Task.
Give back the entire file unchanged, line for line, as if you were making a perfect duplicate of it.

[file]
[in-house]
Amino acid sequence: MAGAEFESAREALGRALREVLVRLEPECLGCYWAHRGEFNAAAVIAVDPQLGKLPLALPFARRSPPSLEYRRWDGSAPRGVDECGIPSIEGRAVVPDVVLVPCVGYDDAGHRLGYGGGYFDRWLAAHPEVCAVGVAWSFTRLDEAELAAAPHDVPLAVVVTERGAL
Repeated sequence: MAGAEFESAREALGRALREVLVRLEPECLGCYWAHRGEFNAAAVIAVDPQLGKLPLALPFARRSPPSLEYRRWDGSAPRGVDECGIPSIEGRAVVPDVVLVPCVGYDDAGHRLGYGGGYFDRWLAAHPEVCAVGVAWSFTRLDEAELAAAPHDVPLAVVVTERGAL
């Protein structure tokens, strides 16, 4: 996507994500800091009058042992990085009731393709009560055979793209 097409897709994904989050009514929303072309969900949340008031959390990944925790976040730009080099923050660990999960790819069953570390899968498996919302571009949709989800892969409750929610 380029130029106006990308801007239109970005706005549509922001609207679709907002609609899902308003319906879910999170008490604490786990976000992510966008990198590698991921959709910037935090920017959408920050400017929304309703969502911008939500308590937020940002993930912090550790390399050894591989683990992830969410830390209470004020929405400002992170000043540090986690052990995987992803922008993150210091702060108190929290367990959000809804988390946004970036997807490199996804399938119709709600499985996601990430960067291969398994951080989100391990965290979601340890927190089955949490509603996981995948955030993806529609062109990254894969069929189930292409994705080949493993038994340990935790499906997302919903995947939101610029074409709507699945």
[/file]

[in-house]
Amino acid sequence: MAGAEFESAREALGRALREVLVRLEPECLGCYWAHRGEFNAAAVIAVDPQLGKLPLALPFARRSPPSLEYRRWDGSAPRGVDECGIPSIEGRAVVPDVVLVPCVGYDDAGHRLGYGGGYFDRWLAAHPEVCAVGVAWSFTRLDEAELAAAPHDVPLAVVVTERGAL
Repeated sequence: MAGAEFESAREALGRALREVLVRLEPECLGCYWAHRGEFNAAAVIAVDPQLGKLPLALPFARRSPPSLEYRRWDGSAPRGVDECGIPSIEGRAVVPDVVLVPCVGYDDAGHRLGYGGGYFDRWLAAHPEVCAVGVAWSFTRLDEAELAAAPHDVPLAVVVTERGAL
């Protein structure tokens, strides 16, 4: 996507994500800091009058042992990085009731393709009560055979793209 097409897709994904989050009514929303072309969900949340008031959390990944925790976040730009080099923050660990999960790819069953570390899968498996919302571009949709989800892969409750929610 380029130029106006990308801007239109970005706005549509922001609207679709907002609609899902308003319906879910999170008490604490786990976000992510966008990198590698991921959709910037935090920017959408920050400017929304309703969502911008939500308590937020940002993930912090550790390399050894591989683990992830969410830390209470004020929405400002992170000043540090986690052990995987992803922008993150210091702060108190929290367990959000809804988390946004970036997807490199996804399938119709709600499985996601990430960067291969398994951080989100391990965290979601340890927190089955949490509603996981995948955030993806529609062109990254894969069929189930292409994705080949493993038994340990935790499906997302919903995947939101610029074409709507699945």